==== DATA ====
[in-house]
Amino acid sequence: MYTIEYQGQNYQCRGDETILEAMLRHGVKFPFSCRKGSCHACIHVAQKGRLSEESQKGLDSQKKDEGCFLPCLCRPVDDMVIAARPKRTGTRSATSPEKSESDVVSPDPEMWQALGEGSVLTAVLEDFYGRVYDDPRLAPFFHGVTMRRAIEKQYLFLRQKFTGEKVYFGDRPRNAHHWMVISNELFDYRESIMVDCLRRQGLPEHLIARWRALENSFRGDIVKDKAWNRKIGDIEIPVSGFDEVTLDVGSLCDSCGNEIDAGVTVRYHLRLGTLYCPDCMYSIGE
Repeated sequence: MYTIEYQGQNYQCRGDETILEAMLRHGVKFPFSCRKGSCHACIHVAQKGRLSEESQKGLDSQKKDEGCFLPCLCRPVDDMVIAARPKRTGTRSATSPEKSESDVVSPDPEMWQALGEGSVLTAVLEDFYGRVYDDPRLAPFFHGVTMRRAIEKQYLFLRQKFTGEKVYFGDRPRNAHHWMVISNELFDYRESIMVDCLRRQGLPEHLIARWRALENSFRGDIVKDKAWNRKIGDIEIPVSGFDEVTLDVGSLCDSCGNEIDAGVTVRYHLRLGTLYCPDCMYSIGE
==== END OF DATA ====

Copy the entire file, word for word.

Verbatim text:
[in-house]
Amino acid sequence: MYTIEYQGQNYQCRGDETILEAMLRHGVKFPFSCRKGSCHACIHVAQKGRLSEESQKGLDSQKKDEGCFLPCLCRPVDDMVIAARPKRTGTRSATSPEKSESDVVSPDPEMWQALGEGSVLTAVLEDFYGRVYDDPRLAPFFHGVTMRRAIEKQYLFLRQKFTGEKVYFGDRPRNAHHWMVISNELFDYRESIMVDCLRRQGLPEHLIARWRALENSFRGDIVKDKAWNRKIGDIEIPVSGFDEVTLDVGSLCDSCGNEIDAGVTVRYHLRLGTLYCPDCMYSIGE
Repeated sequence: MYTIEYQGQNYQCRGDETILEAMLRHGVKFPFSCRKGSCHACIHVAQKGRLSEESQKGLDSQKKDEGCFLPCLCRPVDDMVIAARPKRTGTRSATSPEKSESDVVSPDPEMWQALGEGSVLTAVLEDFYGRVYDDPRLAPFFHGVTMRRAIEKQYLFLRQKFTGEKVYFGDRPRNAHHWMVISNELFDYRESIMVDCLRRQGLPEHLIARWRALENSFRGDIVKDKAWNRKIGDIEIPVSGFDEVTLDVGSLCDSCGNEIDAGVTVRYHLRLGTLYCPDCMYSIGE